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All Work and No Play?

The Imperative of Play in the Language Classroom

Play is crucial in the language learning process. Games and fun activities help students feel excited on the affective level, while also reinforcing language acquisition on the cognitive and developmental level. In his book A Whole New Mind, author Daniel Pink posits six human abilities that are essentials for success in the 21st Century. Among them is play, with games, humor and joyfulness being key elements. One sign of a strong language learner is the ability to play with language and understand humor in that language. Below are some ideas for incorporating fun and playful (yet rigorous and effective) activities into existing World Language and EAL curricula.

PowerPoint presentation: "All Work and No Play: The Imperative of Play in the Language Classroom"


Ways to Play in the Language Classroom

  • Create an avatar: Students can often be hesitatant to speak in the beginning stages of proficiency development. Allowing students to create an avatar can provide them with the safety to express themselves behind their digital alter ego. These sites allow students to choose their identity, record their voices, and present their avatar to the teacher or class, or embed it onto a class blog or wiki.
  • Make a cartoon or comic: After reading or listening to a story or information in the target language, students can demonstrate their comprehension via visuals, storyboards, cartoons or comics. There are many online comic generators available that allow students to create beautiful projects with text, image, and some even include voice. Most platforms include pre-drawn characters so those students who feel less than artistic can join in the fun as well.
  • Take a Fantasy Trip: Student travel is always a source of inspiration and learning. Since we can't always take our students out of the classroom, fantasy trips are an excellent way to get kids thinking about culture and using the language for real-world purposes. Included in this collection of materials are passport templates, student handouts, rubrics, lesson plans, activities and more! Read an article about a fantasy trip to the Colombian coast, and view a PowerPoint presentation with tips and tricks to help you take your own fantasy trip.
  • Dive into Folktales and Stories: Students are naturally primed to enjoy stories. Explore the use of folktales, myths, and other traditional tales in the language classroom. Stories from the target culture can provide students with a natural and enjoyable link to the morals, dreams, peoples and traditions of that culture. They can also serve as the thematic center to a curriculum unit on a variety of interdisciplinary topics, including science, social studies, art, and music. Access a PowerPoint presentation in which you can learn the rationale for the use of folktales, and discover links to online materials, activities, lessons and sample thematic units that incorporate folktales.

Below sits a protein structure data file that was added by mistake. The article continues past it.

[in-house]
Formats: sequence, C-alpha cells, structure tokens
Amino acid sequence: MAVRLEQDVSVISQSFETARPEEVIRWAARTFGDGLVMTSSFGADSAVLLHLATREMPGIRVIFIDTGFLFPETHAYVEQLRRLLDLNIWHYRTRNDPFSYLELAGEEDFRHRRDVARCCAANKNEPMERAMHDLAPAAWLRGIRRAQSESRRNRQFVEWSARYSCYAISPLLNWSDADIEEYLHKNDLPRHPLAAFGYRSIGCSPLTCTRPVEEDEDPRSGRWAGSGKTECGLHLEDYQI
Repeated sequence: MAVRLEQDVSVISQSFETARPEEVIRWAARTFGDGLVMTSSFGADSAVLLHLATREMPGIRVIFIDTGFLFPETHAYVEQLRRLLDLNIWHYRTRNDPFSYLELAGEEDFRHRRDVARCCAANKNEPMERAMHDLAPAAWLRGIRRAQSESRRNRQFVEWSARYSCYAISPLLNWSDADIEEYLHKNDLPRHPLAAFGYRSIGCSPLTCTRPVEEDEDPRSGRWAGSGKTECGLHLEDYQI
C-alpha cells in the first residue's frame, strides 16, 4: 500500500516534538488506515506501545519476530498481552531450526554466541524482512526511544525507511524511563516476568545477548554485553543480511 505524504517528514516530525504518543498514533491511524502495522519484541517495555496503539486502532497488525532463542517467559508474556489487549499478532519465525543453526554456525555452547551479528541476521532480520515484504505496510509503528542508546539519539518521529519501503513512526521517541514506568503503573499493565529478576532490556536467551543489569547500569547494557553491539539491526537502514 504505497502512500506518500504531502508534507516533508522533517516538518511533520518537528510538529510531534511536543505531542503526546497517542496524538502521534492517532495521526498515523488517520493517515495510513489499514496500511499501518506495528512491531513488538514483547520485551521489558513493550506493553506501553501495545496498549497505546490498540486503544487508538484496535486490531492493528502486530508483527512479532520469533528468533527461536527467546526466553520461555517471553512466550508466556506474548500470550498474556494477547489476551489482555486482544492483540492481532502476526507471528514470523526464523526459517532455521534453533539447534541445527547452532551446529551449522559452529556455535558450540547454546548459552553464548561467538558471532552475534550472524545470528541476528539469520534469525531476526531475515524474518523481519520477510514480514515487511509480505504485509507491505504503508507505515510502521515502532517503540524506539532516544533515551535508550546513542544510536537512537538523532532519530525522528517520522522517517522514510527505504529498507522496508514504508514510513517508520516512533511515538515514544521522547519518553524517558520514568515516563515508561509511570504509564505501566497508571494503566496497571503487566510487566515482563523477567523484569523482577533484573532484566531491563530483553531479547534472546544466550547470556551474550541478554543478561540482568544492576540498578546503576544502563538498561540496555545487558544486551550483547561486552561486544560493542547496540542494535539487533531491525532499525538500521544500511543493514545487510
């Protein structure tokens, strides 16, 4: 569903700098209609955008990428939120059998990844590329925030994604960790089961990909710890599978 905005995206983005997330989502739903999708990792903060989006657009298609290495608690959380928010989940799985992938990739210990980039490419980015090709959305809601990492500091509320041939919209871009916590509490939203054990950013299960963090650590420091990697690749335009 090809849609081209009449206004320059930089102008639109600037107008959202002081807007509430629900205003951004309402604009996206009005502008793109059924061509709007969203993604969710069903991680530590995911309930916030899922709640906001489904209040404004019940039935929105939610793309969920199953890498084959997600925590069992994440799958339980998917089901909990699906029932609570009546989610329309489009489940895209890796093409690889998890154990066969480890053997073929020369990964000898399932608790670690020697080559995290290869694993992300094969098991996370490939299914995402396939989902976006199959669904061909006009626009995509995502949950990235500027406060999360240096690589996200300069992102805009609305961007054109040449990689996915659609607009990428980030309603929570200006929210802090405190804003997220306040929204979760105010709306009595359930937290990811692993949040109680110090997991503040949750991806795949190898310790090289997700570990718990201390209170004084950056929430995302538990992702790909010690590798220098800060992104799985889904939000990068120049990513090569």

• Act out Role Plays and Simulations: Have students take on the role of a famous artist, historical figure, or even modern day singer or actor, and set up a scene in which they have to communicate as their character. Role play and simulation is different from a traditional "skit." Students are not scripted and they must to some background research to get into their role. Watch this video lesson with an example of a High School Spanish class simulation called "The Politics of Art."
  • Experiment with Science and STEAM: Experimentation with science can involve prediction, suspense, and surprise - all of which can be fun and exciting! Teach vocabulary and grammar through STEAM (Science, Technology, Engineering, Arts, and Math) concepts and watch students make connections while exploring these fields in fun and interesting ways.


Online Games for Language Learning

  • Literacy Center Play and Learn: The Play and Learn games are part of an integrated approach to learning that includes playing games, making objects, reading words, coloring and practicing writing. Together, they meet several of the Common Core State Standards (CCSS) and are designed to support young children as they learn basic skills. The games include subject-based “learning loops” and the games are progressively more difficult.
  • Juegos del Mundo: An interesting site in Spanish, English and Catalan; a collection of descriptions of how to play typical street games from around the world; you can click on a region of the world and read details about games from that region.
  • Languages Online: Fantastic series of well-organized and leveled lessons, games, songs, and other teaching/learning materials for Chinese, ESL, French, Italian, German, Indonesian, Macedonian, Spanish and Turkish.
  • Digital DialectsThis fun website features "free to use interactive games for learning languages. Language sections are updated regularly and new sections are under development (requires Macromedia Flash Player)." Games include practice for themese and topics such as food, colors, numbers, clothing, animals, greetings, and more. There are over 55 languages available
  • Climantica: A fun interactive game about the environment – available in Spanish and Galician, and Honoloko: "Very similar to the real world, on Honoloko your actions really make a difference to your surroundings." A super cute game in which your avatar walks around Honoloko Island answering questions and making choices about the environment. Available in 26 languages!
  • Free Rice: A great way to talk about human rights/hunger issues with students - while also changing the world! Students take interactive quizzes about vocabulary in French, German, Italian and Spanish (as well as English). For every answer they get right, they get a harder question next and 10 grains of rice are donated to the United Nations World Food Program. Fun with a purpose!